Carolina - The English Influence (Of Course)

How did the English and their collective "history" influence Carolina?

As can be seen in the adjunct Timeline, there were many "events" in English history that played some part (minor or major) in the establishment of Carolina. From the year that John Cabot first claimed Carolana on behalf of England (1497) until long after Carolina had split into two separate colonies (1729), the English were at war - with someone.

Furthermore, and probably more important, England was at war with itself as well. As Carolina was being established, England experienced its own internal Civil War (1642-1649), with King Charles I stripped of all power and even beheaded, and the country was "managed" for over ten years without any royalty whatsoever. England survived.

Without describing each of these English wars (as found on the timeline), it is sufficient to say that each of these wars altered the personal views of every Englishman, Welshman, Scotsman, and Irishman (and women) in the British Isles. As the British Isles yanked itself out of the Middle Ages and well into the Renaissance, many new ideas were erupting all over Europe. Most other nation-states began to lose their self-absorption and began looking outward, however, the diverse peoples of the British Isles were still fighting for some sort of national identity of their own - still looking inward.

Although the Welsh had long been subjugated into the English culture, they never gave up their fondness of dear old Wales (Cymry), and even though they swore allegiance to England in 1283, by the 1500s and 1600s they still called themselves Welsh (they do to this day). For purpose of this section, when the English are discussed, this includes the Welsh, who by the 1600s were certainly considered English.

Ireland wanted to be simply Irish. Scotland simply wanted to be Scottish. The English simply wanted to dominate and control everyone on the British Isles - for centuries they had this vision of a United Kingdom, and they were compelled by history to do whatever it took to see that it happened. Somehow. Sometime. And, a small group of these dominating English began to look "outward" for the first time.

Add to all of this, the Protestant Reformation simply "sprang up" almost overnight, and spread like a wildfire all over Europe as well as all over the British Isles. Wars of "religion" erupted all over the so-called civilized world. England and Scotland quickly accepted and embraced the downfall of the Catholic Church by the mid-1500s, just a few short years after Martin Luther tacked his 95 Theses on the door of the Church of All Saints in 1517. Ireland was a different story, and of course, the English could not let Ireland "slide" on this.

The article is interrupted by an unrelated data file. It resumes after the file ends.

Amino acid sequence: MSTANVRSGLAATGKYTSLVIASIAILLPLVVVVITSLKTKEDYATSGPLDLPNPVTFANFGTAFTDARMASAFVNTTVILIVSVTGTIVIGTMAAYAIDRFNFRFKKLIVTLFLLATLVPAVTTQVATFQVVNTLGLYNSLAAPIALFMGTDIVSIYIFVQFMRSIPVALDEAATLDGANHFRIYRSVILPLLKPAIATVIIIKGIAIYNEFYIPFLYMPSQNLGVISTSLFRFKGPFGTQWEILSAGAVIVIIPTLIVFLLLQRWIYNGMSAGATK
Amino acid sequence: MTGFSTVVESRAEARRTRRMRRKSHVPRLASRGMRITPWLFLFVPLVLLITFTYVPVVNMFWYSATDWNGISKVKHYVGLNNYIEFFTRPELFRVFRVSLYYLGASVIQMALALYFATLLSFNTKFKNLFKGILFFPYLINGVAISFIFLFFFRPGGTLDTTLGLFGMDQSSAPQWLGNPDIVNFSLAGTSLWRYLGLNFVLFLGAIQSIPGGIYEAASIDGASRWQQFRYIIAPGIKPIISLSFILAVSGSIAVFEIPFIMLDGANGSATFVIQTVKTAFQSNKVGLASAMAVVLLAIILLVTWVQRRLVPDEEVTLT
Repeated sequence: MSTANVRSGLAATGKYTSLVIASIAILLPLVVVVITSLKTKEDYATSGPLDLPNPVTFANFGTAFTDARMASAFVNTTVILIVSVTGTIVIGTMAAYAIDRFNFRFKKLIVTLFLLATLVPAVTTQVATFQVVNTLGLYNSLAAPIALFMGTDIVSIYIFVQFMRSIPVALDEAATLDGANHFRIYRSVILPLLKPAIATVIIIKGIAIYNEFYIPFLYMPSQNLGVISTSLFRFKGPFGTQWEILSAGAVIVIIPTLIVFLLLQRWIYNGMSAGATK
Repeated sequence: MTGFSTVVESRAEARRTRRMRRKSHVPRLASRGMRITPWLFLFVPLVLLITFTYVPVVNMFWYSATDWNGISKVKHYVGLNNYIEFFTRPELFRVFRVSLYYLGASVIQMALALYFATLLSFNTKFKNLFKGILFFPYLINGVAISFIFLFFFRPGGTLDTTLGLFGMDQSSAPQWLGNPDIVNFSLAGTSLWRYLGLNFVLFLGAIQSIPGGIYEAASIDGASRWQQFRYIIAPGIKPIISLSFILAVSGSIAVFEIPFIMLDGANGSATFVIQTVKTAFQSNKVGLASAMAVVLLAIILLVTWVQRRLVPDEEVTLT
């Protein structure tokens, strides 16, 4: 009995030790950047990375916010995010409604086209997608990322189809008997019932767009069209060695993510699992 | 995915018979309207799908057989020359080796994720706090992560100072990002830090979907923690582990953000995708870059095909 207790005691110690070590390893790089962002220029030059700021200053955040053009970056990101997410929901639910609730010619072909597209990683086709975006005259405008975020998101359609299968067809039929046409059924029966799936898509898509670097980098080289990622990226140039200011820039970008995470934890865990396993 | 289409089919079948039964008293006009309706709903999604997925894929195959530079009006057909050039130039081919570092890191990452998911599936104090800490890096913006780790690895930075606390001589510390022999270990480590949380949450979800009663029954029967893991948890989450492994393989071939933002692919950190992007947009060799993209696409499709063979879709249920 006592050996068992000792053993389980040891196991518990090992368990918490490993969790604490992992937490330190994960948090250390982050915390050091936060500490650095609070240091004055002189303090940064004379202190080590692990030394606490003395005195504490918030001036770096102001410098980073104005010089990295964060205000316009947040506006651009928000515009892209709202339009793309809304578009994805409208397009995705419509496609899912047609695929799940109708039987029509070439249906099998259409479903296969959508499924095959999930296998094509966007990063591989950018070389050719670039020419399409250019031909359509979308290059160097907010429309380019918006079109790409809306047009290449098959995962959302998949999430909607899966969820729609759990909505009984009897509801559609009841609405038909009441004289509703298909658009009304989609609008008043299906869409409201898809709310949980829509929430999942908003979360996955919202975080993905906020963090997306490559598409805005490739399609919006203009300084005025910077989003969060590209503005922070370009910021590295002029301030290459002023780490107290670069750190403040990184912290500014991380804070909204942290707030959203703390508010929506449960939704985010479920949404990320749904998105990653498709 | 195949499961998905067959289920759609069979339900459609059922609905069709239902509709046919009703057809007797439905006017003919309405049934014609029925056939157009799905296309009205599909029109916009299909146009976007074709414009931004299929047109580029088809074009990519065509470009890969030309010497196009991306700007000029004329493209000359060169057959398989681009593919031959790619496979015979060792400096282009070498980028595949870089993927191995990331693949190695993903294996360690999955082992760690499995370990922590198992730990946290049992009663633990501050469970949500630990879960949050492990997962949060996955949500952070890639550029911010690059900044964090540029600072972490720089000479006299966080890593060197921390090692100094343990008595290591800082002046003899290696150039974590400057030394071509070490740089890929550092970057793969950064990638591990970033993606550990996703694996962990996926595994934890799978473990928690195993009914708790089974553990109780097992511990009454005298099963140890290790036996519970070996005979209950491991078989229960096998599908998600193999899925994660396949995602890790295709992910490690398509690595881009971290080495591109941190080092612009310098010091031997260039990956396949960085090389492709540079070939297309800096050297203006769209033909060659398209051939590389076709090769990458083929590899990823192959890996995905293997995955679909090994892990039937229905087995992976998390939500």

Henry VIII invaded Ireland in 1534 and an eight-year war ensued, with Henry asserting himself as the new King of Ireland and vowing to cram the newly-established Anglican Church down the Irish throats. Luckily, he died before he could do so. But, where he failed, his wife Mary dreamed up the idea of "the Plantations" and stormed northern Ireland in 1556, handing out Irish land to her loyal subjects. This was just the beginning of "the troubles" that continue to this day (even though this policy had been launched much earlier by Henry II in the late 1100s, it didn't really take off until Mary's plantations of 1556).

How a small country with so many internal "turmoils" could successfully launch a global imperialization effort in the late 1500s and early 1600s is very hard to imagine, but England did just that. It was not easy. It was not without the loss of many lives. Fortunately for the English, the other "world powers" had plenty of their own problems at the same time - and due to many of the same reasons.

So, how did all of this "history" influence Carolana?

The many wars in Europe kept the other countries from competing successfully with the English on the colonization of North America's eastern seabord. Spain, France, and The Netherlands - the only nations truly interested in the New World (Portugal had been taken out of the running thanks to their agreement with Spain not to interfere with any lands west of 50° W latitude) - were seriously embroiled in fighting each other over who should rule The Netherlands, as well as fighting against the Holy Roman Empire for many various reasons.

Although England was involved in some of these many European wars, England did not commit as much money or as many lives as France and Spain did. Therefore, England "won" the entire eastern seabord of North America by 1664. Carolina was firmly established as an English colony instead of having to worry about the French, the Spanish, or the Dutch.